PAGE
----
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Weekly Economic Update - 11-13-2023

11/13/2023 brad

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Economic Update 11-13-2023 

  • In an oddly quiet week for economic data, consumer sentiment declined, jobless claims were little changed, while the Fed’s bank loan officer survey showed continued tighter standards. 
  • Stocks were mixed globally with gains in the U.S. large cap group and a small increase in Europe offset by declines elsewhere due to mixed sentiment, mixed data, and disappointing central bank communications. Bonds generally declined as interest rates ticked back up. Commodities lost ground generally, led by a drop in crude oil prices with fewer geopolitical concerns. 

U.S. stocks were mixed on the week, with large caps experiencing gains, while small caps weakened. Equities generally fared well other than Thurs., when Fed Chair Powell reiterated in a speech that policy remains ‘restrictive,’ and the FOMC is keeping all options open. More directly, he noted the FOMC was ‘not confident’ that policy was restrictive enough. In contrast to the more dovish post-FOMC meeting message the prior week, this was taken more hawkishly (likely intentionally, to offset the earlier message). Other than communication, however, little else has changed. Threats of a government shutdown in a week loom again, with odds of a temporary extension until the new year remaining the highest probability case. 

By sector, technology led the way with a gain of nearly 5%, led by earnings results, followed by more tempered gains for communications and industrials. On the negative side, energy fell by nearly -4% along with weaker oil prices. Along with utilities, real estate also fell back with a move higher in interest rates.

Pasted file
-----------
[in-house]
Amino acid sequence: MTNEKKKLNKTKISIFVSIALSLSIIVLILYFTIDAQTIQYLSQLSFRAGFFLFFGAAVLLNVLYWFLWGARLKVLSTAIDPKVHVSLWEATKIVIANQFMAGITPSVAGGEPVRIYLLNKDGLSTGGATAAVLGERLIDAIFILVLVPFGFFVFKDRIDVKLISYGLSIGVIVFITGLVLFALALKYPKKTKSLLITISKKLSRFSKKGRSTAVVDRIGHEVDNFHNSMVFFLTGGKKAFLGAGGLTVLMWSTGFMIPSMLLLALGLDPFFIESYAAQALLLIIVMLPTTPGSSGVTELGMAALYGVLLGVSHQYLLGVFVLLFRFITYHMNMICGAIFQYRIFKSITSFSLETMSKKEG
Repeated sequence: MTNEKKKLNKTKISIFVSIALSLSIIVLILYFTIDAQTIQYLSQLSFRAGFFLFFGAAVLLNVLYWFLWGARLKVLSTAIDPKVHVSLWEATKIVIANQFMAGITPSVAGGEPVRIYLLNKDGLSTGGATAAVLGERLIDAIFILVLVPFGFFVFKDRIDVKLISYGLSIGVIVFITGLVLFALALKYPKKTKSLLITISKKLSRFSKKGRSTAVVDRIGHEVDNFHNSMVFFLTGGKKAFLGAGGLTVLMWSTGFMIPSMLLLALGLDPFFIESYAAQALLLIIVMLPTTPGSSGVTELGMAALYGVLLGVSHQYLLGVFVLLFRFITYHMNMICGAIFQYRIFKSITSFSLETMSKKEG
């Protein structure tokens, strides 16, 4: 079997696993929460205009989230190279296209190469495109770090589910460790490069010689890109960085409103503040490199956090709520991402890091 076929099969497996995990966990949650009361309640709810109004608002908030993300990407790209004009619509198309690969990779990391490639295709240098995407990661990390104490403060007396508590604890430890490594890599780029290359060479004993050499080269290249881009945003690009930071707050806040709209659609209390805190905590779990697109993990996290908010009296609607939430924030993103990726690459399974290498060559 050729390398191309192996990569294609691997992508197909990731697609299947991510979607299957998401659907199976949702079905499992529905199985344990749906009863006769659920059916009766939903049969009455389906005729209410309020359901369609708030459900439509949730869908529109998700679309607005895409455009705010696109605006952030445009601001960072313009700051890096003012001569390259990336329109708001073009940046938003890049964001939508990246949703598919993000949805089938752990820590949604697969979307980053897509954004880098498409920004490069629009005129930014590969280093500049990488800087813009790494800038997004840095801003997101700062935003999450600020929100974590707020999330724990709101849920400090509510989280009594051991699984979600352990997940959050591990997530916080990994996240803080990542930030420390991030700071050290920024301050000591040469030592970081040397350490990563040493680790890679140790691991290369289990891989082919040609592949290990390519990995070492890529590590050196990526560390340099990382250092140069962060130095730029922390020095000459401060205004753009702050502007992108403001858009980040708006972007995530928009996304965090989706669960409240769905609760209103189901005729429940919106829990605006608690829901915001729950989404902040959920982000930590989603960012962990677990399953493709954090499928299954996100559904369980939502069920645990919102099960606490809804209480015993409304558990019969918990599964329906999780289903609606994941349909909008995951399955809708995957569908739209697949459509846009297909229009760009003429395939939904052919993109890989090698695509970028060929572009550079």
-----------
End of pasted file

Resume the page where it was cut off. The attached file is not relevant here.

Foreign stocks were mixed, with Europe experiencing gains, while the U.K. and Japan fell back, the latter quite sharply. Lackluster sentiment in Europe and the U.K. (especially) appeared by be led by central bank comments that rate cuts may not be in the cards immediately (they’re further along on the pause path, in terms of communications than is the U.S. obviously). Economic data in developed markets remains mixed and flattish, which has brought on the expectations for potential rate cuts. Emerging markets were mixed, with gains in Brazil, India, Taiwan, and Korea offset by China and elsewhere. Chinese prices have again dipped back into deflation, with economic data remaining mixed as well.  

Interestingly, South Korea has prohibited the short-selling of stocks until June 2024, in efforts to better level the playing field between retail and institutional investors, with the latter viewed as engaging in unfair activity. This has been tried in some markets before, albeit usually briefly (like the U.S. SEC banning the short sale of financial stocks during the 2008 crisis), and debate persists about the ultimate impact. As with many seeming well-intentioned government policies, there are side effects. Efficient market theorists argue that short-selling is needed to maintain a ‘balance’ of opinion between those bullish and bearish on a given stock—the free market is the ultimate arbiter and source of price discovery. Otherwise, if only long positions are allowed, it could promote ‘excess’ ownership, and hence, asset price bubbles.